I don’t have an assistant. Our team is about 16 people right now, and everything — from design to marketing — is done in-house. There’s a lead on each one of our teams that has access to my calendar, which is how we handle scheduling. We try to prioritize what needs to get done versus what we would like to get done in a day, which is always a tricky tightrope to walk.
4:00 p.m.: I have a lot of paperwork to tackle since we’re opening stores in San Francisco and Los Angeles, too. Opening something in New York is challenging, but opening something across the country poses totally new challenges. One of the most labor-intensive parts is going through the lease negotiations, signing papers and making sure all partners feel comfortable with the terms.
4:30 p.m.: I start working through and selecting what styles will be most interesting for folks on the West Coast, to make sure that we’re merchandising properly for those pop-ups. As a digitally-native brand, we have all sorts of insights as to where our consumers are, and Los Angeles and San Francisco are our two largest markets outside of New York. We can see what styles, sizes and colors are most popular in each city, too. New York and LA are surprisingly similar in terms of what they like most, which is largely our leather jackets; in San Francisco, the performance realm seems to be especially popular, including the Air and the Halo in our new puffer series.
6:00 p.m.: After about four hours in the office, it’s time to head back to the wedding venue to see how everything has been progressing. I’m hoping all of the balloons got filled up and that the piece came together alright.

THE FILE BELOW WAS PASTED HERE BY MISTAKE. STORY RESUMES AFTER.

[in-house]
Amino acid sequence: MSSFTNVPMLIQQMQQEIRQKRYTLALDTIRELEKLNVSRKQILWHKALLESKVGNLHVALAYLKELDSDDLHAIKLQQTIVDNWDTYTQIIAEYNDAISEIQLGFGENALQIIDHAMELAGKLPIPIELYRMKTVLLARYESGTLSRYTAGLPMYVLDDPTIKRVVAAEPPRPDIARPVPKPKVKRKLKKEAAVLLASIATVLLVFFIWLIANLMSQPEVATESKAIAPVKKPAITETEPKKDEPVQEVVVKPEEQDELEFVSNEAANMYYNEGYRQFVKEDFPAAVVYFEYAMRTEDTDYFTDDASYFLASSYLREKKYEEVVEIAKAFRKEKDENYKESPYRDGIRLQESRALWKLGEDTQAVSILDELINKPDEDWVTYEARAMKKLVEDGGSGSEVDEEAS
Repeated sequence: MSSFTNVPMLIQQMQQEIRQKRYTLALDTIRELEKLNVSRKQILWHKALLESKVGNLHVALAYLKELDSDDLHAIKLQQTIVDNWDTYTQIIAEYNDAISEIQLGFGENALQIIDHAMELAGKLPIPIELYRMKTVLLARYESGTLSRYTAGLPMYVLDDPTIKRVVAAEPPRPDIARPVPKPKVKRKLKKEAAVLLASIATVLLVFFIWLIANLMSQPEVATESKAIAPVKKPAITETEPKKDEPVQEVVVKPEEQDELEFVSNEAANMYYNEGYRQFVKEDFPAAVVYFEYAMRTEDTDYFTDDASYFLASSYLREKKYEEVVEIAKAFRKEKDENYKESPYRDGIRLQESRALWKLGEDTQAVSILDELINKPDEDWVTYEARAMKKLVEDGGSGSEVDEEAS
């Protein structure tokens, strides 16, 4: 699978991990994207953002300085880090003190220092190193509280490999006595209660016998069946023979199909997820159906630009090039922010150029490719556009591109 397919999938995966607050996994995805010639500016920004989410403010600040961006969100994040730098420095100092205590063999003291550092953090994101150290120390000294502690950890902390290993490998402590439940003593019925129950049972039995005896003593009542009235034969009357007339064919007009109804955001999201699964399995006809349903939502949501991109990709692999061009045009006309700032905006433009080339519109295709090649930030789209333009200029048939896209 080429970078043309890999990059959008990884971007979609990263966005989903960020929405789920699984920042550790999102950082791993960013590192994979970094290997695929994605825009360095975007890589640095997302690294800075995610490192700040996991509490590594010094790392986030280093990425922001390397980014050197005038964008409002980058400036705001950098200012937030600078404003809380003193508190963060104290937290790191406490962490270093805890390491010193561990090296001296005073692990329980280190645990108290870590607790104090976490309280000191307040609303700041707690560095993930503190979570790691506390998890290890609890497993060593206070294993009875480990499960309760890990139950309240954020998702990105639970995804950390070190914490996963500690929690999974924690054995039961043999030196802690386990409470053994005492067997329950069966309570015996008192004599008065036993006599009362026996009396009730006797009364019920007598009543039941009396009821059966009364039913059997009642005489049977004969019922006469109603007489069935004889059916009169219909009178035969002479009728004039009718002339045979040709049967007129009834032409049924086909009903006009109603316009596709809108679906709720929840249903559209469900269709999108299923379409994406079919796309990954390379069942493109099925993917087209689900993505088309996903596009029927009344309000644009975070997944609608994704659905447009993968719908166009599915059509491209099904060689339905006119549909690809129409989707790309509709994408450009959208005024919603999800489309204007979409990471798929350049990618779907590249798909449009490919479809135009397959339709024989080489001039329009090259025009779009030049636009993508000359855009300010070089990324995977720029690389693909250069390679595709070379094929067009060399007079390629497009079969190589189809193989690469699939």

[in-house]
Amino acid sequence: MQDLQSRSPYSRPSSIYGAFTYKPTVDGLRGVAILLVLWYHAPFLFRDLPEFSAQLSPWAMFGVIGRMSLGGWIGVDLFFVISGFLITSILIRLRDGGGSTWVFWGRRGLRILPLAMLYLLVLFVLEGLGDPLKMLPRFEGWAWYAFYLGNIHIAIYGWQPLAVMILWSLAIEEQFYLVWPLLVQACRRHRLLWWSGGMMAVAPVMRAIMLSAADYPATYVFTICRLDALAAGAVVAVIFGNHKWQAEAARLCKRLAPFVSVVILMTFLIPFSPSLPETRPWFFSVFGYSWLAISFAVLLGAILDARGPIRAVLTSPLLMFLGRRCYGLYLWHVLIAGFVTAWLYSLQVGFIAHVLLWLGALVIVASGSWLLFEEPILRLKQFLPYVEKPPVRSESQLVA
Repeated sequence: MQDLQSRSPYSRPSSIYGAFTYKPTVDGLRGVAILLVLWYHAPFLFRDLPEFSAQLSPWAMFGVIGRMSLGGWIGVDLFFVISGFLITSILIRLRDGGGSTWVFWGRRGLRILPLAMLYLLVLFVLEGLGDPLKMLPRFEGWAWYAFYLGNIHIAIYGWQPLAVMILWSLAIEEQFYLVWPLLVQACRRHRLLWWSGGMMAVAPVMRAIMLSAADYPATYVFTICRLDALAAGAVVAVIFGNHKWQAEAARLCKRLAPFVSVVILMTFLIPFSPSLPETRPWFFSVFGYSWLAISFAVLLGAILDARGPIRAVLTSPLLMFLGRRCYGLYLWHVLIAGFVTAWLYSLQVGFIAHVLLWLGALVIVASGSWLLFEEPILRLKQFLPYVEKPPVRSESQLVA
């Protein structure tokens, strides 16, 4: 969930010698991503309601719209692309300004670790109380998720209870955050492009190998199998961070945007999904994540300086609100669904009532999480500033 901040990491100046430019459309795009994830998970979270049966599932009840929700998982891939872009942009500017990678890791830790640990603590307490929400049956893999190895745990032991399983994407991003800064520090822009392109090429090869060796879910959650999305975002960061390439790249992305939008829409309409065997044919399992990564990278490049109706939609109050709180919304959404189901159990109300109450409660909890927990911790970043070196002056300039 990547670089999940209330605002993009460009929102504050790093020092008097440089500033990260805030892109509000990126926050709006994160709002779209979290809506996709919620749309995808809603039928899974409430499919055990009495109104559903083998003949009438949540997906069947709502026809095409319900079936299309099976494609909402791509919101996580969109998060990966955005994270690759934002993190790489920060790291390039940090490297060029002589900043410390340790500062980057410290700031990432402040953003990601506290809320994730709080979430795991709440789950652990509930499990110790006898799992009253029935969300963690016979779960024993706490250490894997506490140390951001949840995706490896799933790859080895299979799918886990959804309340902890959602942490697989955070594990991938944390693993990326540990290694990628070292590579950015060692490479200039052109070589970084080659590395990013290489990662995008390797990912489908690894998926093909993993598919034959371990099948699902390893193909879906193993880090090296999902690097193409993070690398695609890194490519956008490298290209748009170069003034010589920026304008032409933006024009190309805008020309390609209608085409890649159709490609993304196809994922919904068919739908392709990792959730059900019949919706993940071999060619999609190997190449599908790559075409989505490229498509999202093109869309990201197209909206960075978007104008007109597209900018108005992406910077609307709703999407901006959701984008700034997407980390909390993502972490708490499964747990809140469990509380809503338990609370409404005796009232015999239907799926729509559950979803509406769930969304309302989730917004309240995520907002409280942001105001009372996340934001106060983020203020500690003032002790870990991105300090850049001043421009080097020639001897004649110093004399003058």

The final result of the wedding balloon sculpture
6:30 p.m.: Luckily, all went smoothly. I head home to shower and get ready for our rehearsal dinner.
7:30 p.m.: We’re heading to the rehearsal dinner with about 40 of our closest family and friends. There are a lot of out-of-towners; my wife is from the Netherlands, so a lot of her family flew in from Amsterdam.
The dinner’s at Colonia Verde, this charming little place in Clinton Hill that has a beautiful back area. It has an Argentinian element to it, so they’re serving skirt steak with roasted potatoes, grilled octopus, Mediterranean-inspired dishes like hummus and vegetables, and a lot of wine. It’s a pretty eclectic meal, and their food is amazing. I think going into any rehearsal dinner, you imagine that you’ll be socializing and getting pulled in every direction, but I actually got to eat, which was nice after such a long day.
9:00 p.m.: With the dinner winding down, we all head to this bar nearby called Cardiff Giant that also has a great outdoor space. We were originally worried about the weather when we planned the wedding for October, but it is unseasonably hot, which was nice.
1:00 a.m.: My wife and I are still hanging outside with everyone, when we realize how late it is and that we have to wake up in six hours with a huge day ahead of us. We decide to head home and get some rest.